Answer: Find your balance point!

You are probably asking what balance point ? Between what exactly? This is today’s topic. I am going to illustrate the balance act that exists between things in life that are stable, reliable and predictable vs those that are novel, new and exciting. Tony Robbins has referred to this as certainty vs variety.

If we examine this more closely we can understand the following. Most of us agree that great levels of personal of stress come from a perceived lack of certainty. We tend to avoid new situations that involve the unknown. We shy away from tasks that we don’t understand or lack confidence with. We stick to things that we are comfortable with because we trust the desired outcome with high predictability . In part, because we have a good track record of success in the past and we feel a perceived sense of control.

It is important to realize how this came to be. This certainty didn’t just happen. It was created over time with hundreds of repetitions that gradually allowed us to master a skill. The brain formed very defined, clear neuro pathways which brought about a facilitated competence that allowed us the confidence to trust our abilities. This could involve mastering a sport such as cycling or swimming or skating or running. It could be mastering computer software programming, driving a forklift, studying for exams or cooking gourmet meals. It could involve mastering an instrument, writing a book or painting. It could also involve simple daily routine actions of cleaning, grooming, driving, or balancing a checkbook.

What do all of these activities demonstrate ? That its is our habits that define the areas in life from which we achieve long term certainty and stability. But here also lies the problem. The longer the lifestyle is stable, the greater it goes unchallenged and the risk for stagnation and boredom increases. We tend to be so focused on eliminating stress from our lives that we forget that the goal is not to eliminate or avoid stress, but to build resilience to it. That only comes from building up a tolerance to change by exposing ourselves to new challenges.

Lets look at the other spectrum of life that involves the elements of variety that are exciting and novel. The idea of obtaining new products,services,adventures and luxuries. They appeal to our emotions and carry a powerful ,stirring, motivator to act. It is what marketers and advertisers rely on to get consumers to buy. They want to appeal to the dopamine centers of the brain that give a short term rush from getting the shiny new object or service.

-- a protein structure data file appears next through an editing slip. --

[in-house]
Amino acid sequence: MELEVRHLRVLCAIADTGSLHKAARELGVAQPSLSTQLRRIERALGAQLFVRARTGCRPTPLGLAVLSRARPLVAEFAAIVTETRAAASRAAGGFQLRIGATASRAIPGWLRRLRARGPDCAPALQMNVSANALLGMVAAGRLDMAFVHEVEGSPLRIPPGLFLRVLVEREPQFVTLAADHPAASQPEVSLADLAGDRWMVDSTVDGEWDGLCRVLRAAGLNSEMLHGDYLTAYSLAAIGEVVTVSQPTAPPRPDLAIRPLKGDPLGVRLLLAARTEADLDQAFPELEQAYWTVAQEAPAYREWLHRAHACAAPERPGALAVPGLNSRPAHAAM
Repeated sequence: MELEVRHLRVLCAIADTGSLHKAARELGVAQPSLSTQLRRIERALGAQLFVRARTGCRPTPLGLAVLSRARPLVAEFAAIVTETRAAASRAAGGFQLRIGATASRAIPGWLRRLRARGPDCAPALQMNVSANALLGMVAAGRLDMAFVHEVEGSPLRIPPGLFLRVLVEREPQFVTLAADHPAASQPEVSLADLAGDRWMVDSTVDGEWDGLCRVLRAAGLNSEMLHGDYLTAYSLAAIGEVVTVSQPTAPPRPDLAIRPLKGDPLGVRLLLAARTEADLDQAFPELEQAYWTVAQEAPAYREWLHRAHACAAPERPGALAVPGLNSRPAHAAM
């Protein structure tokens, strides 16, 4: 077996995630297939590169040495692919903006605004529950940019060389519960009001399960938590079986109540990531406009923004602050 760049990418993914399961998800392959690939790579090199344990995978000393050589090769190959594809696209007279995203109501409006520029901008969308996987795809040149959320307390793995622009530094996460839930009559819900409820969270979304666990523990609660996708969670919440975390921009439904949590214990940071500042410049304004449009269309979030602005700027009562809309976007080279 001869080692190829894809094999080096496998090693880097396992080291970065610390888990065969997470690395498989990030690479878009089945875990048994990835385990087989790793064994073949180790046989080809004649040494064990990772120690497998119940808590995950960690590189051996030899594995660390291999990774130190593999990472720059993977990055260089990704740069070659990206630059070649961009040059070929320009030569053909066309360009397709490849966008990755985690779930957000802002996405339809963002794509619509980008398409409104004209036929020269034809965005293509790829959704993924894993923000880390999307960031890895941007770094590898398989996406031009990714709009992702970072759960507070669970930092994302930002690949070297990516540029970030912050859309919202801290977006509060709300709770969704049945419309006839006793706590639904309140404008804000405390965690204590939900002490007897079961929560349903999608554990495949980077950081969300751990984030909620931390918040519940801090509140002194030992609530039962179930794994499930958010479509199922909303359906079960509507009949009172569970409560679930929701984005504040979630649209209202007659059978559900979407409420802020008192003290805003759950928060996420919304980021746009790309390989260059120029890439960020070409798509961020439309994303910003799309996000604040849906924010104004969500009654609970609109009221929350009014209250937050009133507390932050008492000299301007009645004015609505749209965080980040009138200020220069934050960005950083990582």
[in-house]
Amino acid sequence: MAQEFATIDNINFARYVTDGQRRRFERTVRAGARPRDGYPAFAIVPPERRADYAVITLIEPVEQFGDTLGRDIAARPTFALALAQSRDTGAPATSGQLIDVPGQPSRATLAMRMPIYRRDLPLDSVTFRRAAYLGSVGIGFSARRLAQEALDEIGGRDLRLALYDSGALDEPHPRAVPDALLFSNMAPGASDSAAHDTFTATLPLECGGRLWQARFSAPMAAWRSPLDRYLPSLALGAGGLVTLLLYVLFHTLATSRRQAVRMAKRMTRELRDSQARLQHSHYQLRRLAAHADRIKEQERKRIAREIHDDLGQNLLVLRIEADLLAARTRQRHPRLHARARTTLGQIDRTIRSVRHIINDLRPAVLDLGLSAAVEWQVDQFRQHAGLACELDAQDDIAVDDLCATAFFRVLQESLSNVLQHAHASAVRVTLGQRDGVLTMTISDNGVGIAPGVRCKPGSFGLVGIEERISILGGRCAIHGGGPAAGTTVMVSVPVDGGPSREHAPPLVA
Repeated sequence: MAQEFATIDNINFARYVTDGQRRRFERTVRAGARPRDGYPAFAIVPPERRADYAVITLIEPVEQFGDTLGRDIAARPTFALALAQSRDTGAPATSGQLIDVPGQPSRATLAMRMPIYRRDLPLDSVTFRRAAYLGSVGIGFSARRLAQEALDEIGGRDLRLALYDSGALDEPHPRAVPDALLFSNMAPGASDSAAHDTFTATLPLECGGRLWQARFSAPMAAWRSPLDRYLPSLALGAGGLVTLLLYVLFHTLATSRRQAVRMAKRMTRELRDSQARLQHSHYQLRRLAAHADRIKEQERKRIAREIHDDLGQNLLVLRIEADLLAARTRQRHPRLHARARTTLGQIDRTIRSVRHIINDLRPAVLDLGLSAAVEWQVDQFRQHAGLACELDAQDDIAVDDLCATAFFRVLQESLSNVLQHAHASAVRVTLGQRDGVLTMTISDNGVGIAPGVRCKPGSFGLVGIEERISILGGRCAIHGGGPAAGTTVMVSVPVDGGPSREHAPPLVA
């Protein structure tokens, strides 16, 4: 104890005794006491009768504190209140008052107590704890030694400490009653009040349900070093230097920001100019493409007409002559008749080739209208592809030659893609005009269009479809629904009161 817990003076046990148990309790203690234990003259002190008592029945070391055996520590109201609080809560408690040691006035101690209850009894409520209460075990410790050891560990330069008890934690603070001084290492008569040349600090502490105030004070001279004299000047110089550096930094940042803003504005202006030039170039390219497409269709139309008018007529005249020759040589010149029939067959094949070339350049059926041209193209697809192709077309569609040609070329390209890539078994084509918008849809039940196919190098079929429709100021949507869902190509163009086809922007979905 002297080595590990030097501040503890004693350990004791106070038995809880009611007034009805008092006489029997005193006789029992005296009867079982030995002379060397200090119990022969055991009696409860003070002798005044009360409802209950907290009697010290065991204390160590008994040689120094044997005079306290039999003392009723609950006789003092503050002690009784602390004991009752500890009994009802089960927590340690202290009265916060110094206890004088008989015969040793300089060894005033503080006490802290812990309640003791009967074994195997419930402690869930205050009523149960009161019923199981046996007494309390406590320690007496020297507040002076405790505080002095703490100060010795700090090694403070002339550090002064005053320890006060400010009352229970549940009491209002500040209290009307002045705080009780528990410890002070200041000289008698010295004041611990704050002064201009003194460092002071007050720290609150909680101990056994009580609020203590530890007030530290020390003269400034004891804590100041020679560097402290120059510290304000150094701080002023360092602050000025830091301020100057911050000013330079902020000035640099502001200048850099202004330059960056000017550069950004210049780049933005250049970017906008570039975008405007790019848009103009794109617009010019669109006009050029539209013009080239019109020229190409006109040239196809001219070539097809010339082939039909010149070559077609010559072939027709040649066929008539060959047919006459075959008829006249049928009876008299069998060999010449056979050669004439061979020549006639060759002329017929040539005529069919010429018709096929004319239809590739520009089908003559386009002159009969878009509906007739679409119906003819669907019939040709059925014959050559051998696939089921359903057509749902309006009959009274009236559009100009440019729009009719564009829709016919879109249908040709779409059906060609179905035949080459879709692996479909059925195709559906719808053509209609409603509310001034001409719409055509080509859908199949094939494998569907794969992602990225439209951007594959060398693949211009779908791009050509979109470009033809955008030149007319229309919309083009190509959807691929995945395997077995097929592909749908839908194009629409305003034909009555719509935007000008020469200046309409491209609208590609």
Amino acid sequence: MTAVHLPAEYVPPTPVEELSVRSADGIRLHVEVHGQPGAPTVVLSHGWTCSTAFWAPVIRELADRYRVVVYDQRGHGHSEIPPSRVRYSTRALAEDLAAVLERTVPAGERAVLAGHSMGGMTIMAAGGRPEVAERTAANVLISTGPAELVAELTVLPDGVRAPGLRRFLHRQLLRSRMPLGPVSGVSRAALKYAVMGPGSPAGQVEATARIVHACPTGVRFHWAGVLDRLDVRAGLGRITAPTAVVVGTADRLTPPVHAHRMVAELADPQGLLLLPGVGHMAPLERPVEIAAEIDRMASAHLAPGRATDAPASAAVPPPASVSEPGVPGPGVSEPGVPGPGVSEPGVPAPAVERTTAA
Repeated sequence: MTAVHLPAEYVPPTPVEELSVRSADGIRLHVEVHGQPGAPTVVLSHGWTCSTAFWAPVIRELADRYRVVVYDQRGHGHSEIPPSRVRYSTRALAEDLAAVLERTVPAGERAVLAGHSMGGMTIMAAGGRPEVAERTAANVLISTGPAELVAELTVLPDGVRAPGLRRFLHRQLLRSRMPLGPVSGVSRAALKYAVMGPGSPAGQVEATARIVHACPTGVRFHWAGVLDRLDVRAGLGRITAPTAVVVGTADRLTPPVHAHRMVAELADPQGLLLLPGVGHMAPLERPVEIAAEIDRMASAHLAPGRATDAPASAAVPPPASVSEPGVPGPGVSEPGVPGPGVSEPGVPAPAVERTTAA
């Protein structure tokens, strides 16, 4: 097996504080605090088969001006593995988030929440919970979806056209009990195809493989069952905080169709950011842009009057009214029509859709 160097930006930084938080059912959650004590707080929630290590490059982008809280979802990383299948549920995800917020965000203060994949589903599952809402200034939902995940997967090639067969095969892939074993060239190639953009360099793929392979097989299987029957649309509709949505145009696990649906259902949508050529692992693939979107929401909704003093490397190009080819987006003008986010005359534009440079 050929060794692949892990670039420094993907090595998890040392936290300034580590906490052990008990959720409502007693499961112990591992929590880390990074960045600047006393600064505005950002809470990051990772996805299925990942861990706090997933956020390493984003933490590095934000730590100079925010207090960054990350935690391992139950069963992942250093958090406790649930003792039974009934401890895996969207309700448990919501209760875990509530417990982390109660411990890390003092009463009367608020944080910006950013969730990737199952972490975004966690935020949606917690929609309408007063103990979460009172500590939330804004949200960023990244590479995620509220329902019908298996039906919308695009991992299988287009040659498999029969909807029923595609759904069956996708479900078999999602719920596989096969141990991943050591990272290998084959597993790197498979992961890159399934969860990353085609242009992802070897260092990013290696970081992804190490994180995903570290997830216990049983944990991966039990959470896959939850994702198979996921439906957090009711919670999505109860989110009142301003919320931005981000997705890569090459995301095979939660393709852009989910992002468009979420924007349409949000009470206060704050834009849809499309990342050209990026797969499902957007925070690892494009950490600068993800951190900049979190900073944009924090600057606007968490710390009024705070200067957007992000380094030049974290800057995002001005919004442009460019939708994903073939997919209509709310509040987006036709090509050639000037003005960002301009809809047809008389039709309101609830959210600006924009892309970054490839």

The problem is that the desired effect doesn’t last.

Why? Because humans habituate to their environment. In short, they get used to it and after several exposures the shiny object is just another object. I personally cant get over how, over the years, a new car seems to loose its luster after a only a couple of weeks. Its just a car. In practice, I am always bombarded by advertisers who want to sell me the next greatest posture product that will solve everyone’s problems. Patients are always seeking the next greatest gimmick that will be the answer to their long term pain conditions. It just doesn’t exist.

That isn’t to say that most shiny new innovative inventions don’t work. Most of them do offer benefits. Unfortunately we don’t have a good enough system to train ourselves on their daily use before we lose interest and move on to something else.

So whats the answer ?

Develop balance that includes both stability and novelty.

You may choose to come back to developing stability and certainty with the addition of one new element at a time. Create places in life for both but never abandon whats has been proven tried and true. If it worked for you once, chances are it will again once you regain your rhythm back. Lets put this idea into place with an example.

Supposing you used to run regularly at one time. You had a rhythm and a stride and you trained everyday and perhaps even ran short marathons. Eventually what happens? Either you sustained an injury or the race you trained for is over or you got bored of it and you break stride. Before you realize it, you’ve stopped running altogether. Now when its time to get some exercise there is a lot of inertia and resistance to resume. It becomes easier to try something novel. Often what happens is because we are not competent with the new activity it doesn’t resonate and we abruptly quit.
A more successful approach would be to resume running again but add a new, different element to it. This could take the form of changing over to cross country or running with a partner. The aim of sustaining successful lifestyle change is making the activity an automatic, lifelong habit. Running doesn’t end when you cross the finish line. A healthy diet doesn’t end when you lose the 10 lbs you were trying for. Health goals should only be compasses to guide us in the right direction rather than finishing lines that tell us to pack it up for the season.
In my 26 years in practice the single most important element to successful sustainable change is the ability to build, cultivate and establish your rhythm. Call it your groove, your stride, being in the zone, in the swing of it. We all recognize when we have been there. In the next blog I’m going to show you how get your groove back! Stay tuned

Can you think of a hobby, activity , routine or skill that you were once good at, served you well, gave you pleasure but for some reason gave up on? Ever wonder what your life would be like if you could pick it up again? Please share